Monday, March 03, 2014

Being Part of Something Larger Than Ourselves

This year's NAIS Conference seemed to focus heavily on how "creative" companies keep their employees loyal, constantly challenged to grow, and personally rewarded for their contributions. We heard from Lyn Heward of Cirque du Soleil, who described the many ways in which they have nurtured a culture of collaboration in their organization that has resulted in their fantastic success. The Disney Institute ran a half-day workshop focusing on the company's culture of collaboration and the ways in which they encourage all employees to share their ideas across specialties and departments. We heard a similar message from Jay Shuster, one of Pixar's animators. But with all these talks there was too much information and detail, not a clear message about why we should work to develop such a culture in our schools.

Finally, clarity arrived in this simple message in the final keynote.

Eric Whitacre, composer and creator of the "Virtual Choir" with which he has now has produced four pieces, was the speaker for the closing session of the NAIS Annual Conference in Orlando this week. He charmed us with his humor about himself and his passion for what he does. He has been stunned and awed by the dedication people have shown to his Virtual Choir projects, including those who, without his knowing it, set up 24 hour tech support and virtual voice lessons to help anyone who wants to participate be successful.  Eric's simple and straightforward assessment of why this international, online community has blossomed struck me as the elements of a what makes a school community great for all kinds of students and for the teachers who work there.  He said that his virtual choir offers everyone, in equal measure:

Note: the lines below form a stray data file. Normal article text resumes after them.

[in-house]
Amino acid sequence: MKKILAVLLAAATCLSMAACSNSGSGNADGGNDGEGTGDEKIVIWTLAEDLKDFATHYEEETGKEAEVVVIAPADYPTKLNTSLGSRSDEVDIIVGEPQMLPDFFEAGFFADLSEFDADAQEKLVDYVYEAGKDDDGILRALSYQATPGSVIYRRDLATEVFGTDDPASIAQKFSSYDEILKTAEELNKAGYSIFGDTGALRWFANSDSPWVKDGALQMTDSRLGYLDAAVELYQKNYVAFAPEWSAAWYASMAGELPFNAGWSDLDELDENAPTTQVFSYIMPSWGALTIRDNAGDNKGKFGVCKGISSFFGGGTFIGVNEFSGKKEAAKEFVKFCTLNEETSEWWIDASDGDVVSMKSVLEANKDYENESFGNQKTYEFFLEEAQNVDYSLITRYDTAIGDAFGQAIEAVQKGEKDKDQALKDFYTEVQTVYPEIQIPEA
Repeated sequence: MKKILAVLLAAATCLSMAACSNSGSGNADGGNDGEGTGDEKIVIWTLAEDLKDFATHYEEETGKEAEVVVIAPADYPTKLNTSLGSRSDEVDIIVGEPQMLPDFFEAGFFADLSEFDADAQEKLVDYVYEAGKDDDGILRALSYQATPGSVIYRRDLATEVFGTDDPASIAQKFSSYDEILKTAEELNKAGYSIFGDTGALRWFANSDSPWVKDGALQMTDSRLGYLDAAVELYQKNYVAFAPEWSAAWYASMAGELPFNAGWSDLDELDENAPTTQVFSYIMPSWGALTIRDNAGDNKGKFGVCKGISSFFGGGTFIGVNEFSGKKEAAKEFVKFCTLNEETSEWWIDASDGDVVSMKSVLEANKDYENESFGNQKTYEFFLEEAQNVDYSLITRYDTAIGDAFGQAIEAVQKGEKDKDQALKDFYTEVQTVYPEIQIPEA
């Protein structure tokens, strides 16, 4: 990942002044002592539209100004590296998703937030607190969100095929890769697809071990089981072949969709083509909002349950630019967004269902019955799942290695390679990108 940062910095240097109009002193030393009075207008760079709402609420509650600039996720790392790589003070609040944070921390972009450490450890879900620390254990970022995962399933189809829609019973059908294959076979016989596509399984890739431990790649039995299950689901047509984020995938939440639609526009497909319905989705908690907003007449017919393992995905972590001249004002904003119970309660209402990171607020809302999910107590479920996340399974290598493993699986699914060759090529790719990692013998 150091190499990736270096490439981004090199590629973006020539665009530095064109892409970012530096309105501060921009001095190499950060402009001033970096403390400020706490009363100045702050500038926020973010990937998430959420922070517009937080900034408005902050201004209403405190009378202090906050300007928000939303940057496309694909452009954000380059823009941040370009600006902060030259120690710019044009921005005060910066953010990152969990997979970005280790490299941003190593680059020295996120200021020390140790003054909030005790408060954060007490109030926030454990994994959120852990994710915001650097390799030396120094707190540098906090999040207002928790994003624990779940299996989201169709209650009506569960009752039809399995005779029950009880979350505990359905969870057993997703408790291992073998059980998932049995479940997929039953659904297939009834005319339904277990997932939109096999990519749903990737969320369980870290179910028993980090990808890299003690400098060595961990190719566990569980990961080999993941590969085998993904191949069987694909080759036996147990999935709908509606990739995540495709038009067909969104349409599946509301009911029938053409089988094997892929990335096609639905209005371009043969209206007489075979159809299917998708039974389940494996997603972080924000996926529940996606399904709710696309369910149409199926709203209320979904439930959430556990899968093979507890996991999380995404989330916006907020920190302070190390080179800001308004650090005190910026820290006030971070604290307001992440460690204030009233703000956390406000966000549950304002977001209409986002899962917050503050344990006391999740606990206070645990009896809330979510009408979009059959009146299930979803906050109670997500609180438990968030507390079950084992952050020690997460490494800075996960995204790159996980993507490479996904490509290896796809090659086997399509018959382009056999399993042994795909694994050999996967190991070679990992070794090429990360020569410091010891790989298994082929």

• A chance to connect with others
  • A chance to share their talents
  • A chance to grow
  • The feeling that they are a part of something larger than themselves
When we are working with our colleagues and students, we might remember that those are the essential elements that drive us to participate in a community. We all need to feel that our presence is important to others, that our talents are seen and appreciated, that we are encouraged and have opportunities to grow, and that the community we are investing our time in is doing great things. When those elements are present and can be felt, then we all will give our best to be part of this marvelous opportunity that is larger than ourselves.

Saturday, January 25, 2014

Many Minds Make Great Work

Last summer I had the privilege to spend a week with 13 colleagues learning the value of Critical Friends Groups (CFGs) through studying and understanding the implementation of protocols to guide discussions about teaching and learning under the brilliant leadership of Teri Schrader. The mission of the School Reform Initiative, the source of the protocols designed for CFGs, is to create “transformational learning communities fiercely committed to educational equity and excellence.”